Although she was happy to see Yuya, Asagao was sorely distressed and replied; “Your mother is gravely ill.” Asagao delivered the letter she carried to Yuya, asking her to read it without delay. In reading the letter, Yuya became even more upset. It was clear that her mother was growing weaker and weaker. “Come with me,” Yuya said to Asagao, “I must meet with Lord Munemori immediately, and ask him to read this letter. Perhaps he’ll be kind and allow me to leave at once.”
Yuya arrived in the Lord’s hall, and was ushered before him. “Lord Munemori, most humbly I must say that my Mother is gravely ill. Asagao has just come all the way to Kyoto with a letter from her, and I beg that you would take just a moment and read it” Yuya said. “A letter from you Mother?” replied Munemori tersely, “I don’t really need to look at it, just read it aloud.”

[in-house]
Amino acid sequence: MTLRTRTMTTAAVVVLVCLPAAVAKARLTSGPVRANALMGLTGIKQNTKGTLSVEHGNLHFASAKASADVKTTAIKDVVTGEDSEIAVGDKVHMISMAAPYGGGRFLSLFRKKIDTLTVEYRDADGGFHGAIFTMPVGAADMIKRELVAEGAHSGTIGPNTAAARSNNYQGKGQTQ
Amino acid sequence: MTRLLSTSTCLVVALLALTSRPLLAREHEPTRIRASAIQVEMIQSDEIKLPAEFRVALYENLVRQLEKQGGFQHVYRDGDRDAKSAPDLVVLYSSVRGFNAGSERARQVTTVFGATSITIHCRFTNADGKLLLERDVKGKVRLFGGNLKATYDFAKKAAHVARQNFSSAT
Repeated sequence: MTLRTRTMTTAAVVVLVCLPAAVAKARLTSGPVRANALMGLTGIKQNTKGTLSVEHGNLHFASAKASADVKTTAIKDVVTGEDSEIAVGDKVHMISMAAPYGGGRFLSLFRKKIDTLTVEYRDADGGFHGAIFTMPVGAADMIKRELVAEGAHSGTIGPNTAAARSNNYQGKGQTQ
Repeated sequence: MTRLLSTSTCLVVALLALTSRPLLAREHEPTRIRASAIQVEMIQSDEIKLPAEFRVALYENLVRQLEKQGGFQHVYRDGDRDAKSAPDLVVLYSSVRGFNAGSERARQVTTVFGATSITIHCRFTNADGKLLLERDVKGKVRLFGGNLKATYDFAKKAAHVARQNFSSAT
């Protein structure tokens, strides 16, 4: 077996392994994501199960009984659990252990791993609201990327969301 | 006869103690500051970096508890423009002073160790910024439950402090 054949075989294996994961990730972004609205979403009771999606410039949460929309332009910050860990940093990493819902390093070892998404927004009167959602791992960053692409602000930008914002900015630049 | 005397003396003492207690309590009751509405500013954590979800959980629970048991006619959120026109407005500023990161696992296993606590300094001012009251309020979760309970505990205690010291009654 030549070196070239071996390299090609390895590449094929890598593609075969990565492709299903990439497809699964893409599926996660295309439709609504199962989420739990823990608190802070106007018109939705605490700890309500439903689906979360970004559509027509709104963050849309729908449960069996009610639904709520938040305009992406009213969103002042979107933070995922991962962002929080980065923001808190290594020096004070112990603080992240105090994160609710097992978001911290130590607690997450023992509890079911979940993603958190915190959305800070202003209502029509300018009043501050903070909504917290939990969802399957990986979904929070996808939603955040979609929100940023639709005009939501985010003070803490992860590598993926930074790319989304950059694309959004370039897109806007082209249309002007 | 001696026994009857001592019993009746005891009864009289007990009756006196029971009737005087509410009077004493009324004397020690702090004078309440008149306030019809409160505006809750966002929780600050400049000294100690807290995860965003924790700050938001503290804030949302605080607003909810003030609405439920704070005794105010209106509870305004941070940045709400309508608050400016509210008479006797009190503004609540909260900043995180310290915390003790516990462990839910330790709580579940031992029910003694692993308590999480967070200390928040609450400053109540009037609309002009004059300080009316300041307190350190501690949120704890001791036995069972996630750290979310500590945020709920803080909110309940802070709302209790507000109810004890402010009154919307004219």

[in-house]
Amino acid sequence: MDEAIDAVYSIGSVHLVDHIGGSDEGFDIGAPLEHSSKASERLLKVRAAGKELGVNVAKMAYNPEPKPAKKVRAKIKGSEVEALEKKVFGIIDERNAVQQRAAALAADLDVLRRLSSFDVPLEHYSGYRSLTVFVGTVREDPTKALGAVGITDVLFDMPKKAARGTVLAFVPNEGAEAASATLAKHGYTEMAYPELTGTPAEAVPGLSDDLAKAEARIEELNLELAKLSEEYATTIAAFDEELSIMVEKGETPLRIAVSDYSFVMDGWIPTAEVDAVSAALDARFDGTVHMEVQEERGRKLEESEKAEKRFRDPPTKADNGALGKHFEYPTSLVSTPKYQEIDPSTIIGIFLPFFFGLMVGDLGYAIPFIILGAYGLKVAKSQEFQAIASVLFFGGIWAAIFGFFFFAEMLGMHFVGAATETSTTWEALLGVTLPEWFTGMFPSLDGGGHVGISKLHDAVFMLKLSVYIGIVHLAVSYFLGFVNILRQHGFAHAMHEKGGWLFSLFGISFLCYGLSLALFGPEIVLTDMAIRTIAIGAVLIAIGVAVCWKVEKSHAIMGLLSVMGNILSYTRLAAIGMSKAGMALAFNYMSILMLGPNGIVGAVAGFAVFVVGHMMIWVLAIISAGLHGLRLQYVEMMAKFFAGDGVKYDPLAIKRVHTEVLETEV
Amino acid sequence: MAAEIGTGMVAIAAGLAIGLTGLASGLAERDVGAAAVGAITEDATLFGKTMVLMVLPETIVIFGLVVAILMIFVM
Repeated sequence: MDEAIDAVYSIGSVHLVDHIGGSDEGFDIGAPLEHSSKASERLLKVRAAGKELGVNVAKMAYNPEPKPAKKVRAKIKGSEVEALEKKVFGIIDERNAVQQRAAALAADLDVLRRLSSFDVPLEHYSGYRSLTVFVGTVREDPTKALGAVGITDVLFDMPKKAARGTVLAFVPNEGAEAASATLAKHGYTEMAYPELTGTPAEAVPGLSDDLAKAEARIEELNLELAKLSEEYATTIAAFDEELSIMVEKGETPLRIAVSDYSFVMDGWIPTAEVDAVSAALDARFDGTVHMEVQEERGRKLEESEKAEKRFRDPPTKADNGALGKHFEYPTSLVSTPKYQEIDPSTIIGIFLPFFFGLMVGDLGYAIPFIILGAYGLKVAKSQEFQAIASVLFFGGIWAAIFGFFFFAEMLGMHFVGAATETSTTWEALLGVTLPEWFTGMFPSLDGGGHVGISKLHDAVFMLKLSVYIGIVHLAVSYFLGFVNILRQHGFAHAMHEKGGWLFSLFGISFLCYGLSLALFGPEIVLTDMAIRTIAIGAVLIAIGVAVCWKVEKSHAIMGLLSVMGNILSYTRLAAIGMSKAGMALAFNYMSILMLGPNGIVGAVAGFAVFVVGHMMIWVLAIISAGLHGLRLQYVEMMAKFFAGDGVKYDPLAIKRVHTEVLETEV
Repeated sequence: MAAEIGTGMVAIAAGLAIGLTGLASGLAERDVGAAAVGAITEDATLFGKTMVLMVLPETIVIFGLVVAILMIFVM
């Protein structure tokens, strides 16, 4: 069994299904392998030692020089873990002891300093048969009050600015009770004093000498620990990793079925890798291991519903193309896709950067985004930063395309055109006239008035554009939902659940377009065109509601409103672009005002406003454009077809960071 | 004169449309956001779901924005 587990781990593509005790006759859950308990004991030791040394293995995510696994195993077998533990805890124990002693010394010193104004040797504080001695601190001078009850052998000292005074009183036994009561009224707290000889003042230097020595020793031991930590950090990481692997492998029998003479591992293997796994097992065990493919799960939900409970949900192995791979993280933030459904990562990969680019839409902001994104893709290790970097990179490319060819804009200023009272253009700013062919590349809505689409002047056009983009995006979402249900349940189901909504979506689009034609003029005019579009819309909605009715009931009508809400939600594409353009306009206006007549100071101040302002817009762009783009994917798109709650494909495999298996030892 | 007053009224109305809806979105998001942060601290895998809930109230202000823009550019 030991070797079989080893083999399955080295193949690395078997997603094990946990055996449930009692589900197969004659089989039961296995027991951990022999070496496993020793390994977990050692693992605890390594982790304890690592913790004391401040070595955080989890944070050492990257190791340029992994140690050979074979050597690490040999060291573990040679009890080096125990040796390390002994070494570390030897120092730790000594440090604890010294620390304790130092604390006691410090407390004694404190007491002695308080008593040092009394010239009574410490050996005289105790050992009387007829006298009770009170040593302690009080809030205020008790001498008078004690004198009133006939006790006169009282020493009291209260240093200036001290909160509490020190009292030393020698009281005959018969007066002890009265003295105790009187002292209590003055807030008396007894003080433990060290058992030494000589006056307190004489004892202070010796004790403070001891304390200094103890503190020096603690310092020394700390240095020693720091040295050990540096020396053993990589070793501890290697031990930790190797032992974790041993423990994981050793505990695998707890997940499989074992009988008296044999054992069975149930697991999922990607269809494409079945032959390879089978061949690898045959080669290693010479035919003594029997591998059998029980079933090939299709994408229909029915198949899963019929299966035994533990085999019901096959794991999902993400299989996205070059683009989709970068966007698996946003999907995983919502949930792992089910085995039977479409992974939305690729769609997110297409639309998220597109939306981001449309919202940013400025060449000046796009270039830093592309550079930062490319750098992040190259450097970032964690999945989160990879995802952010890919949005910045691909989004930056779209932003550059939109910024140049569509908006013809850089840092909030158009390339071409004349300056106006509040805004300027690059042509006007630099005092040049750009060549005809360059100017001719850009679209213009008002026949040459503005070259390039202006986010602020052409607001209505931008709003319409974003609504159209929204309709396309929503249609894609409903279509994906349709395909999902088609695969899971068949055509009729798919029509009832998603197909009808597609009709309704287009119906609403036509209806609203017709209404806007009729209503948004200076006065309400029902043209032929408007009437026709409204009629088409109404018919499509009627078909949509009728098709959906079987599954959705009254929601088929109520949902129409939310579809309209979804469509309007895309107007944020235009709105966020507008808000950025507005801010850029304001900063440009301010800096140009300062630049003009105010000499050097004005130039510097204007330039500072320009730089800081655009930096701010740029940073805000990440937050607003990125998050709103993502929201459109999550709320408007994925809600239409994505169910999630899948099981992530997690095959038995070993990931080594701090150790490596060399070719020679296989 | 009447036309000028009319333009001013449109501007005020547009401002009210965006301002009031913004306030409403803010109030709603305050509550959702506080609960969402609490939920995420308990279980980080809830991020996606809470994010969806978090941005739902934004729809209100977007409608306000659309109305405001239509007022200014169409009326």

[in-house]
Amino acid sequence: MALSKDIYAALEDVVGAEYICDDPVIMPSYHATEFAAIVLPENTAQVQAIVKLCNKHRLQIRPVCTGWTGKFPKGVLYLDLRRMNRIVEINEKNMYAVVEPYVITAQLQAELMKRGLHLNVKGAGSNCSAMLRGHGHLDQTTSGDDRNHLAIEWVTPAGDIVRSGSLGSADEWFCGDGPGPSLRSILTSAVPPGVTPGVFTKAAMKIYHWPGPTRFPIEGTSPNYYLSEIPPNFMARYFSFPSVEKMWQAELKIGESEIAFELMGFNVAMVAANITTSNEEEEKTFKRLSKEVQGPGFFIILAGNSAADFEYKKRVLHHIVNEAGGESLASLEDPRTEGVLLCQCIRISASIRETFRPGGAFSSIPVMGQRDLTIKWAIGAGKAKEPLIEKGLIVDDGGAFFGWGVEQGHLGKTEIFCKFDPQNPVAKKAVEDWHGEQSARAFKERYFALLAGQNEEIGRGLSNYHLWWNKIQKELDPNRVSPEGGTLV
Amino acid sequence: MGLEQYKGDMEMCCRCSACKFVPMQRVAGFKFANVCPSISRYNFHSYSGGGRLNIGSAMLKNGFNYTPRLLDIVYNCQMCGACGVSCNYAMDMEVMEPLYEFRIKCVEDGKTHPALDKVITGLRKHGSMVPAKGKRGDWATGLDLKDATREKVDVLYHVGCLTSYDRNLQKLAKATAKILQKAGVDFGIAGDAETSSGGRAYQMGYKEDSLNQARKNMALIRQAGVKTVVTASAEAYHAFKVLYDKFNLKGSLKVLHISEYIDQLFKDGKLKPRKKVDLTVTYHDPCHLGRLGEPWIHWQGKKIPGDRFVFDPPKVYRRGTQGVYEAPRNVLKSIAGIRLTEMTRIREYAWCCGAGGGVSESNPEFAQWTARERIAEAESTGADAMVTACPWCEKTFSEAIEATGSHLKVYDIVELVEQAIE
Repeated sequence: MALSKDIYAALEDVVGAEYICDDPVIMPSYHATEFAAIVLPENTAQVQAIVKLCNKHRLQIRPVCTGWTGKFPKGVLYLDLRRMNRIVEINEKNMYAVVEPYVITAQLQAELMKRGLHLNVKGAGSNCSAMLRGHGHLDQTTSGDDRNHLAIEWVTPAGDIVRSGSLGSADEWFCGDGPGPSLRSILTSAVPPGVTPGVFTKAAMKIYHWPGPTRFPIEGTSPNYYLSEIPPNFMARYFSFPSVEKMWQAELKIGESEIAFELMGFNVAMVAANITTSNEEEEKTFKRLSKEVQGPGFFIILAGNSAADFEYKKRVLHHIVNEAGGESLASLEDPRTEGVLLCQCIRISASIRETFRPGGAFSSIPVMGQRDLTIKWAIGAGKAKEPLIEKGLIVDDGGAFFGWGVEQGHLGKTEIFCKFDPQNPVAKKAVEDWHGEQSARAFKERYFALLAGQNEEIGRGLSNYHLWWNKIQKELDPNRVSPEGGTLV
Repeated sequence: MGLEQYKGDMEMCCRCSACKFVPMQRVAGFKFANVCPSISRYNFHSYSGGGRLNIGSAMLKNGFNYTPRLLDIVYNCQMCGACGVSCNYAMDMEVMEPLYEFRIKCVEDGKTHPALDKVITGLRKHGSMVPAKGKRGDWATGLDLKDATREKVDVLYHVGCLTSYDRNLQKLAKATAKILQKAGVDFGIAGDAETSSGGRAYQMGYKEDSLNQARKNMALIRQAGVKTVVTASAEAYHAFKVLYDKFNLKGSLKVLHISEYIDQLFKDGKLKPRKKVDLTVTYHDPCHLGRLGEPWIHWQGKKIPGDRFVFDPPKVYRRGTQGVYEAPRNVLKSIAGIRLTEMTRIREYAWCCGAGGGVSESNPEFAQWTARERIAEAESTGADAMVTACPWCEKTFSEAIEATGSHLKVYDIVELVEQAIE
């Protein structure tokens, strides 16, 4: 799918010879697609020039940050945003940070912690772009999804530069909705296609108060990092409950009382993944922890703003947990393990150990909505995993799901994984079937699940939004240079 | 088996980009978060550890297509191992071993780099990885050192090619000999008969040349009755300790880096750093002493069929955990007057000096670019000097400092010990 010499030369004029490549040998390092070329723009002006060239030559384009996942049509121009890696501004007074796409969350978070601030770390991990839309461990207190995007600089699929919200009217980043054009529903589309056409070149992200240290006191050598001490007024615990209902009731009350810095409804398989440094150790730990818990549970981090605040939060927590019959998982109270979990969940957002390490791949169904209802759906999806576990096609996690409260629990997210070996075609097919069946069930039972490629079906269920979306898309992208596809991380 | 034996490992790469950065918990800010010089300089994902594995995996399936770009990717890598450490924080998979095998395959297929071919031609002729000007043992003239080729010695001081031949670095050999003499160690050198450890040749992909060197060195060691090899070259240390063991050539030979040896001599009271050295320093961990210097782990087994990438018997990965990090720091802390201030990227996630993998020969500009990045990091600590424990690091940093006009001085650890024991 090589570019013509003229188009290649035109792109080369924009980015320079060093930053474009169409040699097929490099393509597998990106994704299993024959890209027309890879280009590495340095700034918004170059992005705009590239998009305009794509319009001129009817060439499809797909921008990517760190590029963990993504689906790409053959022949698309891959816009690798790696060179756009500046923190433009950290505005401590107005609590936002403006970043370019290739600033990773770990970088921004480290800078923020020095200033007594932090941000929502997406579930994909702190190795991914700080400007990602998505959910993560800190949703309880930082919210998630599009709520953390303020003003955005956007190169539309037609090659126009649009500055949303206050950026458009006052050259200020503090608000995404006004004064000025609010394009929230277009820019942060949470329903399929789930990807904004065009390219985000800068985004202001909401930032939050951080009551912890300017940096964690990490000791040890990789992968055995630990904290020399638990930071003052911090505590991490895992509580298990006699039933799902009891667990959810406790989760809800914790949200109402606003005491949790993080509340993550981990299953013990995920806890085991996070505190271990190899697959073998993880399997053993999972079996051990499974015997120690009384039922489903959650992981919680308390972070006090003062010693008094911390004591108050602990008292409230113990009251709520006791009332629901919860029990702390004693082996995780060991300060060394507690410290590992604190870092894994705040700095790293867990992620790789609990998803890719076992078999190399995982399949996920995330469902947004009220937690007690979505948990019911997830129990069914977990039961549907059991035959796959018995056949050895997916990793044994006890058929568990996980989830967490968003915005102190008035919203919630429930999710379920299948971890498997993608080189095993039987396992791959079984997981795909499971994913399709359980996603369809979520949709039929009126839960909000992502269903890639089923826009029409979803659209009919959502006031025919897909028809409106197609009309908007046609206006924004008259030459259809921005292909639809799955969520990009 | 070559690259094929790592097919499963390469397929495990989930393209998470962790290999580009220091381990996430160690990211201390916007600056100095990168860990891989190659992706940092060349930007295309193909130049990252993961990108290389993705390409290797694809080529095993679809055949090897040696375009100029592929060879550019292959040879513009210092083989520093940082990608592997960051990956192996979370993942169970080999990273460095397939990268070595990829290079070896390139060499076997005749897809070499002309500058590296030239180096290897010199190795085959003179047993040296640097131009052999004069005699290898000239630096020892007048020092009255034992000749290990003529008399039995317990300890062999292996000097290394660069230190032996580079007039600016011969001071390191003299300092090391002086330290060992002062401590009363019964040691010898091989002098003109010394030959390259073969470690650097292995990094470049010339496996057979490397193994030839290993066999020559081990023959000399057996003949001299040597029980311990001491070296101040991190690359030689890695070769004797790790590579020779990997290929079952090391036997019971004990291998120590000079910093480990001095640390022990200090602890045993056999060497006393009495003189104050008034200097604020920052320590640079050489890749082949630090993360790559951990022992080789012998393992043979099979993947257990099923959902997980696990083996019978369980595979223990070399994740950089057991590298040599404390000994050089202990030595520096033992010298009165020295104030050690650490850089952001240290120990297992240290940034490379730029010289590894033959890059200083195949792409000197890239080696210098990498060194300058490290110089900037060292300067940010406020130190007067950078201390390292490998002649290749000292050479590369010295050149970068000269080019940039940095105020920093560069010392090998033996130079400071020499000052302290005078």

In a trembling voice, Yuya read the letter:
The days are long gone since the Emperor Wu spent pleasant spring evenings in the palace with Lady Li, her death having ended those joyous days like a brittle dream. Even though Emperor Xuanzong and his precious wife viewed the autumn moon together and promised to stay with each other eternally, those days have vanished as well. We can understand that even the revered Gautama Buddha himself could not escape the inevitable arrival of his own death.
In February I told you that my body, like an aging cherry tree, couldn’t wait just a bit longer for the blossoms of spring. Even now I’m filled only with worry and weakness. Like an old bush warbler who may not live to see blossoms again, I weep each day without you.